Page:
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Apple Music issues statement on royalties, claims average pay-out of a cent per stream

By | Published on Monday 19 April 2021

Apple Music

Apple Music formally entered the economics of streaming debate late last week via an update for artists and labels on royalty payments.

While Spotify recently launched a whole website to explain and justify its business model, Apple will be hoping that its relatively short note will suffice given the main brag it contains: that average per-play payouts on Apple Music are double that on Spotify. It also takes a dig at Spotify’s paid-for marketing tools and in particular the in-development Discovery Mode.

Of course, most streaming services of the Spotify and Apple variety basically work to the same business model, which is revenue share based on consumption share.

That means there are no actual per-play rates. Instead money is allocated to each track based on the percentage of listening it accounts for, and then that allocation is shared with whoever controls the relevant recording rights and song rights. Usually 50-55% of the allocation would go to the label or distributor that controls the recording, and 10-15% to the publisher or society that controls the song.

However, in its memo on royalties last week, Apple sought to distinguish its employment of this business model. “While other services pay some independent labels a substantially lower rate than they pay major labels, we pay the same headline rate to all”, it stated, adding “we pay the same 52% headline rate to all labels”. On the songs side, it added, it pays “every publisher and licensor the same headline rate within each country”.

While conceding that there are no per-play royalty rates in streaming, Apple nevertheless claims that the average payout per stream “for Apple Music individual paid plans in 2020” was $0.01, once both recording and song royalties are taken into account. That’s a notable claim because of the campaign being run by the Union Of Musicians And Allied Workers in the US which is calling for streaming services to commit to a minimum one cent per stream payment.

That said, Apple’s claim is only possible when the maths is done specifically for “individual paid plans” of course, and it has to be accompanied by the explanation that “royalties from streaming services are calculated on a stream share basis” and therefore per-play rates vary “by subscription plan and country”. For any streaming service to actually guarantee a cent per stream royalty an alternative business model would be required.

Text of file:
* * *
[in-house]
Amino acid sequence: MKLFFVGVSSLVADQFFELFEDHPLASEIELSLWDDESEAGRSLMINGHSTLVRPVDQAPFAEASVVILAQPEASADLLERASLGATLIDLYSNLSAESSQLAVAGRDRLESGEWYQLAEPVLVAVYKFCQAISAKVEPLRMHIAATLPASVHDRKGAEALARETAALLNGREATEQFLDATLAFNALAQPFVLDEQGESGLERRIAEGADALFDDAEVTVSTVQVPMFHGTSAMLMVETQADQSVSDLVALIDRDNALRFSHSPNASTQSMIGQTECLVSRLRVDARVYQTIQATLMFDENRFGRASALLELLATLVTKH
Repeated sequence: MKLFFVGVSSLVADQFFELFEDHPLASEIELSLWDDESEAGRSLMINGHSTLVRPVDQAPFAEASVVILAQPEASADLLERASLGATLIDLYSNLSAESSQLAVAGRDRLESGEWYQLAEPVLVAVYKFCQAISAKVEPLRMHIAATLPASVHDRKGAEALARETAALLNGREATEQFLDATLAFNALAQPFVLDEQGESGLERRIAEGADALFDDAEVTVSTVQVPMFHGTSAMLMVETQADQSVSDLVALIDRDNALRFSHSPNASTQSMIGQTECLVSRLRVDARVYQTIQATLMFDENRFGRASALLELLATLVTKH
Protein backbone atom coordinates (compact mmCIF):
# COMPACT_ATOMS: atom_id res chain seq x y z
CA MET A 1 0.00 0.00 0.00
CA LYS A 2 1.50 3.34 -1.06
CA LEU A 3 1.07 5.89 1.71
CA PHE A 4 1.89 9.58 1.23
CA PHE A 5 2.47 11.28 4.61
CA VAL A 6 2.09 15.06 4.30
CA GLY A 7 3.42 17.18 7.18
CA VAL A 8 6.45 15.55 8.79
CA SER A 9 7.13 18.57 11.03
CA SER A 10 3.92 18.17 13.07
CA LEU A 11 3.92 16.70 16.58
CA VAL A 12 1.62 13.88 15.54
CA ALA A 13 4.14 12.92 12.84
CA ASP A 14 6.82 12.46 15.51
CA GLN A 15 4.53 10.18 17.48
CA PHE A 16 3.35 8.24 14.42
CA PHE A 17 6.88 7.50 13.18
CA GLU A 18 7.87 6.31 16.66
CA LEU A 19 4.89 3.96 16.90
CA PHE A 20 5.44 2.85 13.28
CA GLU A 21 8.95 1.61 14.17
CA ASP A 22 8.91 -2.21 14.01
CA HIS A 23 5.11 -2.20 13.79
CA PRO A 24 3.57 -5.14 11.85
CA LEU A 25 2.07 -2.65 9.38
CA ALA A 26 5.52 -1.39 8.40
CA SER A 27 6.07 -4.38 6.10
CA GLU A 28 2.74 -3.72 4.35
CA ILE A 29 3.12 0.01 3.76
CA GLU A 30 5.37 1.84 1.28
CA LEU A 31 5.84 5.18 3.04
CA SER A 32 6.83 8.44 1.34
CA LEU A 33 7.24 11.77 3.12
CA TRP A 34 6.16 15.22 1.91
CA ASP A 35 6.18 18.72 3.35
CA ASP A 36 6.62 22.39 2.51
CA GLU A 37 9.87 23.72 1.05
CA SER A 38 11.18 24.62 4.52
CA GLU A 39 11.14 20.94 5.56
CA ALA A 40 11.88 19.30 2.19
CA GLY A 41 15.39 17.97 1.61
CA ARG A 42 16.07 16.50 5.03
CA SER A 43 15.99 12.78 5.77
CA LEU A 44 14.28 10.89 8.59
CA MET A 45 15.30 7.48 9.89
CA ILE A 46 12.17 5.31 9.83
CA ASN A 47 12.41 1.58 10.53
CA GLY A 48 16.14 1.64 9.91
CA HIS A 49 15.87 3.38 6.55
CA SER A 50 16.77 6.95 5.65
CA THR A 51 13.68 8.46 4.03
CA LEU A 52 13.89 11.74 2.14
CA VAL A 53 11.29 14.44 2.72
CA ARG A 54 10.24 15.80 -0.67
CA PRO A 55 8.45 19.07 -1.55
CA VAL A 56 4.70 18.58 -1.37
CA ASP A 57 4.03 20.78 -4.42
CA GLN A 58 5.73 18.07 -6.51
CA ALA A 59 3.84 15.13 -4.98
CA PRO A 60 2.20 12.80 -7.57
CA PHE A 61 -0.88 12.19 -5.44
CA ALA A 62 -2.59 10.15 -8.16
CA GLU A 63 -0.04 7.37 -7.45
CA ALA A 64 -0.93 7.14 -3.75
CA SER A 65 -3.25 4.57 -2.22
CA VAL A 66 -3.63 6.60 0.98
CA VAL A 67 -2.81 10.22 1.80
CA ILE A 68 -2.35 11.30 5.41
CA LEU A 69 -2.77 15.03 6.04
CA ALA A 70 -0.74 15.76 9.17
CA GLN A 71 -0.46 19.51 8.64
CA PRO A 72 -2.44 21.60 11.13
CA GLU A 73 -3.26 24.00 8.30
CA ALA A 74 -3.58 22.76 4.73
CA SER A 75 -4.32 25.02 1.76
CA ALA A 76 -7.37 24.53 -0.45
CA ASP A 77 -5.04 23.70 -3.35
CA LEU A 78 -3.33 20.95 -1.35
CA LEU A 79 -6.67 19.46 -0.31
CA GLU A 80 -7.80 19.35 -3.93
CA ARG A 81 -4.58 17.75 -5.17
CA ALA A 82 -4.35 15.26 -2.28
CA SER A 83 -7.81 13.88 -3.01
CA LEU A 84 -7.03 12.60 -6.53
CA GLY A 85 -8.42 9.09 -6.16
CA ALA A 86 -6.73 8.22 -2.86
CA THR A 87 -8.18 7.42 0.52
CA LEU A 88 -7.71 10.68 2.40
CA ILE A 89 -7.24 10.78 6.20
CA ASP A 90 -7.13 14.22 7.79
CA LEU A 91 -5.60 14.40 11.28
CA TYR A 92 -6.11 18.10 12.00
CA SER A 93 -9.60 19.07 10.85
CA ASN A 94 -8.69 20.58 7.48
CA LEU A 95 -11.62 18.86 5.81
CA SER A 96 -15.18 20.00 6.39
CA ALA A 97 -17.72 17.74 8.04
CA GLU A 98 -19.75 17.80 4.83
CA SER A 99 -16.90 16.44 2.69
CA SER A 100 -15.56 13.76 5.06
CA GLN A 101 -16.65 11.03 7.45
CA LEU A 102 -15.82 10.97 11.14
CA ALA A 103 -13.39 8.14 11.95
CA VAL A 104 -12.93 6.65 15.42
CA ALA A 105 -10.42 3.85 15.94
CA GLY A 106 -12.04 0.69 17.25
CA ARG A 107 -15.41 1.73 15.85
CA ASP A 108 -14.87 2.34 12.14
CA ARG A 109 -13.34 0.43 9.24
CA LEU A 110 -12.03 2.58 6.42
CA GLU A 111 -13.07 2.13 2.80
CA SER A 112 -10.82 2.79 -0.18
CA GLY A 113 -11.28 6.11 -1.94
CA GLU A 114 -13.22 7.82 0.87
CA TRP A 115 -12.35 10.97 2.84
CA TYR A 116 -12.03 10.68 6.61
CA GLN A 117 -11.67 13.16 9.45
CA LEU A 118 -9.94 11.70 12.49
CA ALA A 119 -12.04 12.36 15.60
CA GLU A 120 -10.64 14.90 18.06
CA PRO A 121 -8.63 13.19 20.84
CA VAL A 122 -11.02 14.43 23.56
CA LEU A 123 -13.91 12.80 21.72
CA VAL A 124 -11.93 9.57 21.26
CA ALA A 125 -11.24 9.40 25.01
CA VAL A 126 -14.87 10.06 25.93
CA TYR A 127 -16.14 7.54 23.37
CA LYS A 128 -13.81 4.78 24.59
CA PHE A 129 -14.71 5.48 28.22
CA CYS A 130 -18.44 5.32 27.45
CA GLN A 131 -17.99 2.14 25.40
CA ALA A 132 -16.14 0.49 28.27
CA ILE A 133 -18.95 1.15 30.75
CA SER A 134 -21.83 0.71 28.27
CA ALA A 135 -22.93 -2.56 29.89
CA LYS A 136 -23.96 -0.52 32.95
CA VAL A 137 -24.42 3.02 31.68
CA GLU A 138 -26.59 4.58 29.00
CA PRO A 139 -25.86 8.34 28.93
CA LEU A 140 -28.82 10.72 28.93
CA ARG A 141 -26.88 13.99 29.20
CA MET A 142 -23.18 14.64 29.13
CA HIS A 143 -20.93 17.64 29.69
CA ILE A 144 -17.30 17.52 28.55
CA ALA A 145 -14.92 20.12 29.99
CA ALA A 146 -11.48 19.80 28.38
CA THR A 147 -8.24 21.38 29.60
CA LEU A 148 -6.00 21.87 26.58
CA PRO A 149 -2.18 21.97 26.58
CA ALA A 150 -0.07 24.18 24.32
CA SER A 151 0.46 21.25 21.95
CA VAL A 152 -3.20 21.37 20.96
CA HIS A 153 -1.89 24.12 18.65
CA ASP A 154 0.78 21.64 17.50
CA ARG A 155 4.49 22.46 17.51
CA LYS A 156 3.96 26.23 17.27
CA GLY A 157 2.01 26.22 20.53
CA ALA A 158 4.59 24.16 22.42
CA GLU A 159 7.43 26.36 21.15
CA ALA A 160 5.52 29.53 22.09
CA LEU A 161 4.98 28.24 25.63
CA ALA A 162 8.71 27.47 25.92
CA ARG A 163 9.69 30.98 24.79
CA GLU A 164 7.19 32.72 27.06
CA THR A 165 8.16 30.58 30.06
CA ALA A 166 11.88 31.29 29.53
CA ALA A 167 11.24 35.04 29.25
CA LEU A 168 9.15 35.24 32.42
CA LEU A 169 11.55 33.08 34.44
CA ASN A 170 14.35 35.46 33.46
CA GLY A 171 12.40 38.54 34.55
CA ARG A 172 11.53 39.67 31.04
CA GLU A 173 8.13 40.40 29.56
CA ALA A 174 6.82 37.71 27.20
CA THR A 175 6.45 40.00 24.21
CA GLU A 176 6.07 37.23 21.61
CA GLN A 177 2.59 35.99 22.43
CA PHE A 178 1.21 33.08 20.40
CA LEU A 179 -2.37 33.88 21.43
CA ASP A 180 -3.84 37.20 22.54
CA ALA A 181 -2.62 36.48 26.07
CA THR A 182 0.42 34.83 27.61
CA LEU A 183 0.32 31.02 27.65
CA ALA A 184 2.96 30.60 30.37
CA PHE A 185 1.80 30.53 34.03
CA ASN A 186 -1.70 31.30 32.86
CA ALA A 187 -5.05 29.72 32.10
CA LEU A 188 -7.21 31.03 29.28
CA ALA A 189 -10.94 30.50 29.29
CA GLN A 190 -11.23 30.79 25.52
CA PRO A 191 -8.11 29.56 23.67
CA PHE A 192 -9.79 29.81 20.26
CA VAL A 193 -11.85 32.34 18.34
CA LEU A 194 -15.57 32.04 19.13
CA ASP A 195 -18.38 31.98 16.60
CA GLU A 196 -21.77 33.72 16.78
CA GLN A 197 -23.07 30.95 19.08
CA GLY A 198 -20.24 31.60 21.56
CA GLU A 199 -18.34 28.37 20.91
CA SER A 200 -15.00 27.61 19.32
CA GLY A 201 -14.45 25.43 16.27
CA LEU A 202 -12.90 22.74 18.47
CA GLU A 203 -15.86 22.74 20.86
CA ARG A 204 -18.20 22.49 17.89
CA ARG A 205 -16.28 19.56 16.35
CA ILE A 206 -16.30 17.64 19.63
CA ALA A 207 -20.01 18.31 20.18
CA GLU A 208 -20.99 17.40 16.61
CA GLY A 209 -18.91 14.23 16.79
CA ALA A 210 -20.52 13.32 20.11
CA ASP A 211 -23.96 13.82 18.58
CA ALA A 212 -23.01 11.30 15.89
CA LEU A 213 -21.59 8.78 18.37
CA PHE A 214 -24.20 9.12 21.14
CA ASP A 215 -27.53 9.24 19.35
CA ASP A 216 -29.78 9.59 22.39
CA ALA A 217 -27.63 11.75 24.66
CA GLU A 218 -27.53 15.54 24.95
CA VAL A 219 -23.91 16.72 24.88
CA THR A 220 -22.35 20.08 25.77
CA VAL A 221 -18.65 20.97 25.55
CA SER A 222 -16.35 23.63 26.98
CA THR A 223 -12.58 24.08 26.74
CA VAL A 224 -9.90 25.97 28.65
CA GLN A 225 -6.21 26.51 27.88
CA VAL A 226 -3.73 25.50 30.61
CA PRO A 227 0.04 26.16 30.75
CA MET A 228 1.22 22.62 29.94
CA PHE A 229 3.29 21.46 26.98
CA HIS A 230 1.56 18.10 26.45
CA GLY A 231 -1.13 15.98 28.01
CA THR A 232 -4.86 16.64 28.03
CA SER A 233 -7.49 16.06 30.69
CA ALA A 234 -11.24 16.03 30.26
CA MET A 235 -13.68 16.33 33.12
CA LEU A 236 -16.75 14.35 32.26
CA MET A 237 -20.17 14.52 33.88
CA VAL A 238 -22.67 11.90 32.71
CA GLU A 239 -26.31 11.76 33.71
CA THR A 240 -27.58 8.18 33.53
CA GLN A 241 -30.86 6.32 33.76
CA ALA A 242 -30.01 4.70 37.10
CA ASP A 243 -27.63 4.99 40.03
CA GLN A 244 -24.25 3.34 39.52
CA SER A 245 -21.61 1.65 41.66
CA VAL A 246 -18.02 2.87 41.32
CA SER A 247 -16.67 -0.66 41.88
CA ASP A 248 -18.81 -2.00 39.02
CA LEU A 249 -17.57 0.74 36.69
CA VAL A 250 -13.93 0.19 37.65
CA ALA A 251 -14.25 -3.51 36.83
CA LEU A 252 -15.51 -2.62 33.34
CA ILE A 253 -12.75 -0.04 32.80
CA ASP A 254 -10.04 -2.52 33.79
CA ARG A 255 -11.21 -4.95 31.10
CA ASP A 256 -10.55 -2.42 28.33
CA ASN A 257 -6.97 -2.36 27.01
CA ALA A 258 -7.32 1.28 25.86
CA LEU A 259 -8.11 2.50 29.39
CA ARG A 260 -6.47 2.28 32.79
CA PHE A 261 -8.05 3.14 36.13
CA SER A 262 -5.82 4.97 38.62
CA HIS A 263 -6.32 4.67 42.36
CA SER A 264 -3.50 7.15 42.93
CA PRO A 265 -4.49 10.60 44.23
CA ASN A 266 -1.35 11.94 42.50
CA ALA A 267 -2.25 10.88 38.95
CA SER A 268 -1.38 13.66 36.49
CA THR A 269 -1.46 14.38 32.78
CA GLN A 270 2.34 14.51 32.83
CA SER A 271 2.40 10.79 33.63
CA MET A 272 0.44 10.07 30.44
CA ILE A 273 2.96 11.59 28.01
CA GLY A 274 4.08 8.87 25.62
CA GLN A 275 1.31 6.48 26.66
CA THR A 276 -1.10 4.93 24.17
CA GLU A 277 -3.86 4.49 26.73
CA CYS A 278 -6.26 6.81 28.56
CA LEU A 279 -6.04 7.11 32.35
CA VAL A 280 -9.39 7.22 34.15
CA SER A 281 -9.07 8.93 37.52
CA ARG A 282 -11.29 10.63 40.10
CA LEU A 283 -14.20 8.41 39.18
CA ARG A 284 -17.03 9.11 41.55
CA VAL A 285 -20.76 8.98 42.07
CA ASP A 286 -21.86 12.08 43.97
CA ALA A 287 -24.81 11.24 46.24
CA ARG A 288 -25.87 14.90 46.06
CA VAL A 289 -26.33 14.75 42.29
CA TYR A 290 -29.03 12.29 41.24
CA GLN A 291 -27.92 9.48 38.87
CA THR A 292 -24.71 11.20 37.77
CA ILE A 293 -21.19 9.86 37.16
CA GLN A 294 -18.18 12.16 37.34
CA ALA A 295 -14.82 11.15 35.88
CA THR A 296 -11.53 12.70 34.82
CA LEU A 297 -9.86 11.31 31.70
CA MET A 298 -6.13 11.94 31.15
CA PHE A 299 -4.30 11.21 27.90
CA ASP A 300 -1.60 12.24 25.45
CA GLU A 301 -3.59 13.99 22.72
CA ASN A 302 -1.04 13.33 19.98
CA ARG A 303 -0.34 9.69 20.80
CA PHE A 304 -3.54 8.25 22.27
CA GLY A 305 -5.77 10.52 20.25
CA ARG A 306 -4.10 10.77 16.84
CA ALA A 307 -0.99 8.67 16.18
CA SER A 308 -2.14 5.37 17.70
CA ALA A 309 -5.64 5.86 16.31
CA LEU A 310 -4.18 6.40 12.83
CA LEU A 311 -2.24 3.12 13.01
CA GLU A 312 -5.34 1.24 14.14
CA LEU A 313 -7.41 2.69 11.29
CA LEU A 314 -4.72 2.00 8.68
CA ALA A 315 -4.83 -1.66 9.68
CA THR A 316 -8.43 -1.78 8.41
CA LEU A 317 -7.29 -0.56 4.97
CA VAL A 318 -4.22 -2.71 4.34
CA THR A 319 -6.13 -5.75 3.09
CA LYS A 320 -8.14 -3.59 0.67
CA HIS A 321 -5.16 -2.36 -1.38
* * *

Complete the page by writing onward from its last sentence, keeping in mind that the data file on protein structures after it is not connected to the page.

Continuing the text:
The other reason why the cent per stream claim is notable is because that’s two-to-three times more than the per-stream rate that is often reported for Spotify, something that has been widely noted since the Apple royalty memo went into circulation.

Though, of course, when it comes to revenue share commitments, both Apple and Spotify are basically operating in the same ballpark. There are various reasons why – once averaged out – the Spotify per-play rate comes out lower that the Apple per-play rate.

Spotify having a free tier that generates much less revenue is the biggest reason, of course. Though even if you separate out monies paid over from Spotify Freemium and Spotify Premium, the latter still generally has a lower per-play rate than Apple.

That’s partly because of Spotify’s popularity in emerging markets where lower subscription prices are charged; partly because of a higher uptake of family plans and student discounts; and partly – Spotify itself claims – because its users are such big music fans, they just listen to more tracks each month.

Although the Apple Music missive never specifically mentions Spotify, it’s clear that the references to “some other services” basically mean its biggest rival in the streaming music domain. The insistence that Apple Music will never ask for a royalty discount in return for promo is also obviously a direct attack on its rival’s controversial Discovery Mode pilot, whereby artists and labels can influence the Spotify algorithm in return for accepting a royalty discount

Finally, Apple alludes to the debate around shifting to a user-centric model for royalty distribution. “Our analysis has shown that [this] would result in a limited redistribution of royalties with a varied impact to artists”, it states. “Per play rates would cease to be the same for every play of a song. But more importantly, the changes would not increase what all creators earn from streaming. Instead, these changes would shift royalties towards a small number of labels while providing less transparency to creators everywhere”.